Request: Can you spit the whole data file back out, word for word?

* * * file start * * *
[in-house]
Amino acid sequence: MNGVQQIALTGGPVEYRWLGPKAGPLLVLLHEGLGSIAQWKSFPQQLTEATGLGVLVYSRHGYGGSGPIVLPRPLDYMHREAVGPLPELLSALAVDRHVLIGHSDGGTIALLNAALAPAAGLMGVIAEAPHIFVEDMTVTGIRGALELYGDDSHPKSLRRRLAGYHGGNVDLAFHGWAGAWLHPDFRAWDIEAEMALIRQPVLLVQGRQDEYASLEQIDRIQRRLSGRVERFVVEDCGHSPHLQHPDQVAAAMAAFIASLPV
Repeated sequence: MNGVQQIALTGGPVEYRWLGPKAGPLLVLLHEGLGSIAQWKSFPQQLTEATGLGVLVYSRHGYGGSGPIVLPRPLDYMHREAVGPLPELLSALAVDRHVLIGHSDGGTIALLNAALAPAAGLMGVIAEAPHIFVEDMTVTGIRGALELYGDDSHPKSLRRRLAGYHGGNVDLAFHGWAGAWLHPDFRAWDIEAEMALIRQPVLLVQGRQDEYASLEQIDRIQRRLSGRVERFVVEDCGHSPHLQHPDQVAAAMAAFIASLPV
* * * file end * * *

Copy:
[in-house]
Amino acid sequence: MNGVQQIALTGGPVEYRWLGPKAGPLLVLLHEGLGSIAQWKSFPQQLTEATGLGVLVYSRHGYGGSGPIVLPRPLDYMHREAVGPLPELLSALAVDRHVLIGHSDGGTIALLNAALAPAAGLMGVIAEAPHIFVEDMTVTGIRGALELYGDDSHPKSLRRRLAGYHGGNVDLAFHGWAGAWLHPDFRAWDIEAEMALIRQPVLLVQGRQDEYASLEQIDRIQRRLSGRVERFVVEDCGHSPHLQHPDQVAAAMAAFIASLPV
Repeated sequence: MNGVQQIALTGGPVEYRWLGPKAGPLLVLLHEGLGSIAQWKSFPQQLTEATGLGVLVYSRHGYGGSGPIVLPRPLDYMHREAVGPLPELLSALAVDRHVLIGHSDGGTIALLNAALAPAAGLMGVIAEAPHIFVEDMTVTGIRGALELYGDDSHPKSLRRRLAGYHGGNVDLAFHGWAGAWLHPDFRAWDIEAEMALIRQPVLLVQGRQDEYASLEQIDRIQRRLSGRVERFVVEDCGHSPHLQHPDQVAAAMAAFIASLPV